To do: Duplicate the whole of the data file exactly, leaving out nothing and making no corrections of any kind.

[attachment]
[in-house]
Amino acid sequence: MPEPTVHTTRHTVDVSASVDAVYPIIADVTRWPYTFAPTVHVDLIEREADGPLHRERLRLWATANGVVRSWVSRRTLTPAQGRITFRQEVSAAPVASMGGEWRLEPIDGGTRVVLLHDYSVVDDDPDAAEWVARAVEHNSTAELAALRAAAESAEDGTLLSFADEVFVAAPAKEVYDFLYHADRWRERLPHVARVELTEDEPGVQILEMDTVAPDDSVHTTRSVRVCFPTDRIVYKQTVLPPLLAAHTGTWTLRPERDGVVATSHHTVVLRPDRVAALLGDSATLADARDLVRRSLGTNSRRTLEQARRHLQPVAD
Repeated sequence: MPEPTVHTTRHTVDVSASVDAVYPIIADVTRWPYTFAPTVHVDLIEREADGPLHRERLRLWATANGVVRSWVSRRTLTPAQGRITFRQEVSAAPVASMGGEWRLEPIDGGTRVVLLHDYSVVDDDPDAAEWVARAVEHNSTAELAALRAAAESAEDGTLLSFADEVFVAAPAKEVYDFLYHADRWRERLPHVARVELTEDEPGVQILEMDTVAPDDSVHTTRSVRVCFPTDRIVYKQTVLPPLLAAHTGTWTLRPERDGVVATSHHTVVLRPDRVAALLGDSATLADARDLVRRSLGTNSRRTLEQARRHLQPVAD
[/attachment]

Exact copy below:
[in-house]
Amino acid sequence: MPEPTVHTTRHTVDVSASVDAVYPIIADVTRWPYTFAPTVHVDLIEREADGPLHRERLRLWATANGVVRSWVSRRTLTPAQGRITFRQEVSAAPVASMGGEWRLEPIDGGTRVVLLHDYSVVDDDPDAAEWVARAVEHNSTAELAALRAAAESAEDGTLLSFADEVFVAAPAKEVYDFLYHADRWRERLPHVARVELTEDEPGVQILEMDTVAPDDSVHTTRSVRVCFPTDRIVYKQTVLPPLLAAHTGTWTLRPERDGVVATSHHTVVLRPDRVAALLGDSATLADARDLVRRSLGTNSRRTLEQARRHLQPVAD
Repeated sequence: MPEPTVHTTRHTVDVSASVDAVYPIIADVTRWPYTFAPTVHVDLIEREADGPLHRERLRLWATANGVVRSWVSRRTLTPAQGRITFRQEVSAAPVASMGGEWRLEPIDGGTRVVLLHDYSVVDDDPDAAEWVARAVEHNSTAELAALRAAAESAEDGTLLSFADEVFVAAPAKEVYDFLYHADRWRERLPHVARVELTEDEPGVQILEMDTVAPDDSVHTTRSVRVCFPTDRIVYKQTVLPPLLAAHTGTWTLRPERDGVVATSHHTVVLRPDRVAALLGDSATLADARDLVRRSLGTNSRRTLEQARRHLQPVAD